Here’s what it was like: It was like becoming snowmelt and flowing down a mountainside into a waiting lake. It was like meeting ten thousand years of Vedic history in my own body. It was like finding a cave in the snow where a fire is burning and a kettle of stew is simmering. It was ordinary and holy and utterly appropriate.

When I rose, Mata-ji was speaking to her attendant in Hindi, who turned and said to me in English, “Mother will see you this afternoon.”

I floated through the day in a state of radical simplicity. Being at Kainchi untied my knots. I did not worry about anything. Everything pleased me.

“Your daughter was a great being,” Mata-ji said to me later, as I sat at her feet in her private room at the back of the ashram. “She died at exactly the right time, in the perfect place.”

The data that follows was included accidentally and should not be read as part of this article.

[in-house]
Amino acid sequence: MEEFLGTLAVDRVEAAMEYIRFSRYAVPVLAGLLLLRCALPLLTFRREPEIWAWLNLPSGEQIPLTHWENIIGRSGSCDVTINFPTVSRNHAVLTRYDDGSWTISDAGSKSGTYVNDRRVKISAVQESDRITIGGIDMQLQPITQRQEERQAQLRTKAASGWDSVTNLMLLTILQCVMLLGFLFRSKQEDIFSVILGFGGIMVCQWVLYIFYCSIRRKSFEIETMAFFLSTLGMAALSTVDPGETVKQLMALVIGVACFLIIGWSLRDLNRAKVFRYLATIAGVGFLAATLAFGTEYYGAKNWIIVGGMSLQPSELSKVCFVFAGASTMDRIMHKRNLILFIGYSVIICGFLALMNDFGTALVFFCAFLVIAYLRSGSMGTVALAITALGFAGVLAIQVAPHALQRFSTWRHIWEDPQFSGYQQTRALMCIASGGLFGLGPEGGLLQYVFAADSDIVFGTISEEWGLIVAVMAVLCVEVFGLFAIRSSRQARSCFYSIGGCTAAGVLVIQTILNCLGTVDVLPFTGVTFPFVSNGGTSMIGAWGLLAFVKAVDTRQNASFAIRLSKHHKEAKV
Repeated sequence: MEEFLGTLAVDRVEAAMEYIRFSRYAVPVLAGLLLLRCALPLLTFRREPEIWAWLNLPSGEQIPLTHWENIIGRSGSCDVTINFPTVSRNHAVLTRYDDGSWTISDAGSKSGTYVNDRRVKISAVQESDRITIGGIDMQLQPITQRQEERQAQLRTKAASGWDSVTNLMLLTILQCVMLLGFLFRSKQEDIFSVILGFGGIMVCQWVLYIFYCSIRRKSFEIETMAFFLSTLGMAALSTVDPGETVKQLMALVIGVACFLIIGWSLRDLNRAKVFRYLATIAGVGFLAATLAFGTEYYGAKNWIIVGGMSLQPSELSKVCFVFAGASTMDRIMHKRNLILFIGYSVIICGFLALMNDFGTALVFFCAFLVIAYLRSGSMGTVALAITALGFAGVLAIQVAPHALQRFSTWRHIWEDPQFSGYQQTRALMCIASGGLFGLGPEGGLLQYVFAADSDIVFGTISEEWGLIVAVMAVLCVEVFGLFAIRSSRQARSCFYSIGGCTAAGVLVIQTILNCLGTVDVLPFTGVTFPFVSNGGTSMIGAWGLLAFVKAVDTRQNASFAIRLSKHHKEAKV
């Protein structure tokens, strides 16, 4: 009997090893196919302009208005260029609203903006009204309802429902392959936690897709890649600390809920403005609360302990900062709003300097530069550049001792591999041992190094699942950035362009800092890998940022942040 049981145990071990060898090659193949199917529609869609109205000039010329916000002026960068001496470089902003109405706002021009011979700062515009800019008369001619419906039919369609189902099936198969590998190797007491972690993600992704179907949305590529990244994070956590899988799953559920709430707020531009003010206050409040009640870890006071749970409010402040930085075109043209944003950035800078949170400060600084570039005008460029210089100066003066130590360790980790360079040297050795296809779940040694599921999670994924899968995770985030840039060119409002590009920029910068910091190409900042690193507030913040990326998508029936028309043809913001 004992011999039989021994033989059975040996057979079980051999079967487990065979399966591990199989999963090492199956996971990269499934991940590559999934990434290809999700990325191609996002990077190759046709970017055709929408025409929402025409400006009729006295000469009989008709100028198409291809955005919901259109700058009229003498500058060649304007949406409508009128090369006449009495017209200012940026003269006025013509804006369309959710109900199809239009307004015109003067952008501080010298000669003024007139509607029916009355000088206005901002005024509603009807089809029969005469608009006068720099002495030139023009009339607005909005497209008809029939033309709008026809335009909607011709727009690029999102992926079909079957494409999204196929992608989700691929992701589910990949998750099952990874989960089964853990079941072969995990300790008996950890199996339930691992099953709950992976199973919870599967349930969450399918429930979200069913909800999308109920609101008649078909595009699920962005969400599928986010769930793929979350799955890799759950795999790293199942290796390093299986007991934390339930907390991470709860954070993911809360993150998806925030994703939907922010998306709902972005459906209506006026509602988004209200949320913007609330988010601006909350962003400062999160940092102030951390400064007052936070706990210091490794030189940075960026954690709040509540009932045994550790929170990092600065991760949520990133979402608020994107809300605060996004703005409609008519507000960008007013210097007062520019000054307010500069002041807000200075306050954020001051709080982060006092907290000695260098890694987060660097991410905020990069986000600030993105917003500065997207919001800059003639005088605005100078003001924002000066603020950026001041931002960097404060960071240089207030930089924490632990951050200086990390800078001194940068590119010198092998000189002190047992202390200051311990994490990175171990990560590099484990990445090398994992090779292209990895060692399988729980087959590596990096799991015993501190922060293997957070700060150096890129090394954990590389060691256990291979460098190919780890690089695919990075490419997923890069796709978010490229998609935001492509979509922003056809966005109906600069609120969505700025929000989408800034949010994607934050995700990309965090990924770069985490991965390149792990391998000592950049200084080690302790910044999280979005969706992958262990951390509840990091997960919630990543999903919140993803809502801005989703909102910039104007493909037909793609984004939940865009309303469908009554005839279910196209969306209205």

My eyes filled with tears.

“Don’t cry.” She shook her head and wagged her finger. “She is with you. She guides your steps.”

I wiped my eyes.

“Now,” said Mata-ji, “what special thing happened this morning?”

I was about to tell her about the ashes and the monkeys when I remembered. “The amrit,” I said. “It was delicious.” Mata-ji pressed her hands together and beamed at me.

Today was the celebration of Rasa Lila.

In the Hindu tradition, the first full moon of autumn commemorates the mythic night when Krishna, Lord of Love, danced with the gopis (milkmaids) in the moonlight, fulfilling the deepest desire each maiden hid in her heart. The day before, devotees prepare khir, a sweet rice pudding, and leave it outside all through the night where it soaks in the juices of the moon and is transformed into amrit: divine ambrosia.

Siddhi Ma herself cooks pots of khir in the ashram kitchen and sets them on the roof under the full moon, and then serves the sacred mixture to temple guests for breakfast the next day.

In this moment, I felt that Mata-ji saw into my girlhood heart—the longing, the betrayal, the cynicism, and the poetry. My darshan was probably complete. A dozen other devotees—Indians and Westerners—were waiting for their chance to sit at the feet of the Mother and ask for guidance.

“Any other questions?” Mata-ji said.